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EVGA SuperNOVA 650 G3 PSU Review: Excellence Evolved

Load Regulation, Hold-Up Time & Inrush Current

To learn more about our PSU tests and methodology, please check out How We Test Power Supply Units. 

Primary Rails And 5VSB Load Regulation

Load Regulation testing is detailed here.

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Hold-Up Time

Our hold-up time tests are described in detail here.

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The hold-up time we measure is over 17ms and the power-good signal is accurate.

Inrush Current

For details on our inrush current testing, please click here.

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Measured inrush current is at normal levels.

Load Regulation And Efficiency Measurements

The first set of tests reveals the stability of the voltage rails and the 650 G3’s efficiency. The applied load equals (approximately) 10 to 110 percent of the PSU's maximum load in increments of 10 percentage points.

We conducted two additional tests. During the first, we stressed the two minor rails (5V and 3.3V) with a high load, while the load at +12V was only 0.1A. This test reveals whether a PSU is compatible with Intel's C6/C7 sleep states or not. In the second test, we determined the maximum load the +12V rail could handle with minimal load on the minor rails.

Test #12V5V3.3V5VSBDC/AC (Watts)EfficiencyFan SpeedPSU NoiseTemps (In/Out)PF/AC Volts
13.532A1.995A1.989A0.991A64.80485.234%1355 RPM33.5 dB(A)38.04°C0.944
12.233V5.018V3.312V5.045V76.03143.21°C115.10V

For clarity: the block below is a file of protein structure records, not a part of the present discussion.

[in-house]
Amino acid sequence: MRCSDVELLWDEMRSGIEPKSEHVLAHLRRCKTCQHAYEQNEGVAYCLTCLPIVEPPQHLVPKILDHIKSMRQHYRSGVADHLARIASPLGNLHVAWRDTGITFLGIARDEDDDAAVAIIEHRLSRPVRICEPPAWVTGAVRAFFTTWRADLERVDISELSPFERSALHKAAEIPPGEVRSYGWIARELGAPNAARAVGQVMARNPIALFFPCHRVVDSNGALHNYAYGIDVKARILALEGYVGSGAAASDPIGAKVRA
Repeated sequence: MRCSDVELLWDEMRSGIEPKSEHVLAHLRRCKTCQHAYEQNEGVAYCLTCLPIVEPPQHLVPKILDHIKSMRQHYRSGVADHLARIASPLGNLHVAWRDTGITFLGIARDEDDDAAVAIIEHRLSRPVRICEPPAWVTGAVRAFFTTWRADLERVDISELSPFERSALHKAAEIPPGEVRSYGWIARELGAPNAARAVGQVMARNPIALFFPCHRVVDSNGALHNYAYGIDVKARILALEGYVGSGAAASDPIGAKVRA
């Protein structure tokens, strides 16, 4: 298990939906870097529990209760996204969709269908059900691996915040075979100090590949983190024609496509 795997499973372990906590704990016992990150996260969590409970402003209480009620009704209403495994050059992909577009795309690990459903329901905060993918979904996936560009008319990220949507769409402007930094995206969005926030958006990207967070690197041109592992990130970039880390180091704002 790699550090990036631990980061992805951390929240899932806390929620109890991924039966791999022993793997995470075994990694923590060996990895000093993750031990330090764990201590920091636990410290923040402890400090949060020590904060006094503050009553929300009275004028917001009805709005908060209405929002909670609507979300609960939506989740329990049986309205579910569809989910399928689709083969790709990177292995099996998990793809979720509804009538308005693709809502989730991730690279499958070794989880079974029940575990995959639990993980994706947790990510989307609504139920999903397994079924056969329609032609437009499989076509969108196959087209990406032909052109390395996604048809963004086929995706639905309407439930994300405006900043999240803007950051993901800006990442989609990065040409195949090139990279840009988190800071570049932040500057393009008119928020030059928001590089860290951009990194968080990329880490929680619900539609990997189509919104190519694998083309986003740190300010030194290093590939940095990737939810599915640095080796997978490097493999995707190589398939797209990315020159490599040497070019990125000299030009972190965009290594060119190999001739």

28.090A2.980A2.984A1.191A129.78189.126%1368 RPM33.9 dB(A)38.23°C0.965
12.230V5.019V3.312V5.038V145.61643.68°C115.10V
312.990A3.487A3.498A1.391A194.92890.474%1392 RPM34.4 dB(A)38.57°C0.980
12.228V5.020V3.312V5.030V215.45144.27°C115.10V
417.882A3.984A3.982A1.591A259.80190.904%1406 RPM34.4 dB(A)38.89°C0.986
12.226V5.019V3.312V5.023V285.79644.74°C115.10V
522.440A4.976A4.979A1.791A324.74790.839%1443 RPM36.8 dB(A)39.55°C0.990
12.223V5.021V3.313V5.015V357.49645.77°C115.10V
627.006A5.973A5.975A1.996A389.78490.540%1496 RPM37.8 dB(A)40.85°C0.992
12.219V5.023V3.314V5.007V430.51247.43°C115.10V
731.567A6.969A6.968A2.199A454.70289.917%1527 RPM37.0 dB(A)41.60°C0.994
12.215V5.025V3.315V4.999V505.69348.72°C115.10V
836.135A7.955A7.959A2.401A519.64989.211%1585 RPM38.1 dB(A)42.76°C0.995
12.212V5.027V3.316V4.992V582.49750.36°C115.10V
941.133A8.461A8.472A2.403A584.75388.580%1641 RPM39.0 dB(A)43.91°C0.995
12.208V5.026V3.315V4.990V660.14151.85°C115.09V
1045.885A8.956A8.957A3.015A649.63187.793%1716 RPM39.8 dB(A)45.34°C0.995
12.203V5.026V3.315V4.972V739.95453.87°C115.09V
1151.221A8.960A8.963A3.016A714.55287.002%1728 RPM39.9 dB(A)46.49°C0.996
12.199V5.025V3.313V4.970V821.30955.68°C115.09V
CL10.098A13.018A13.003A0.005A110.61583.854%1605 RPM38.4 dB(A)42.72°C0.960
12.220V5.061V3.346V5.067V131.91447.95°C115.10V
CL254.120A1.002A1.003A1.002A674.04288.307%1496 RPM37.8 dB(A)43.25°C0.995
12.208V4.995V3.291V5.028V763.29649.65°C115.09V

Load regulation is extra tight on all rails, showing this platform's capabilities. Still, several of Seasonic's Prime and Focus platforms achieve even better performance in this section.

The 650 G3 doesn't have a problem operating under very high ambient temperatures. However, its small-diameter fan will make its presence known. At increased temperatures, the fan profile goes wild. This can be a problem for some folks. The compact enclosure and small PCB need good airflow in order to last through EVGA's seven-year warranty.

When it comes to efficiency, the SuperNOVA 650 G3 scores well. It easily satisfies the 80 PLUS Gold requirements, even under our highly stressful testing conditions. Of course, this is an inherently efficient platform that was dropped to Gold levels in order cut its production costs and give enthusiasts a less expensive option.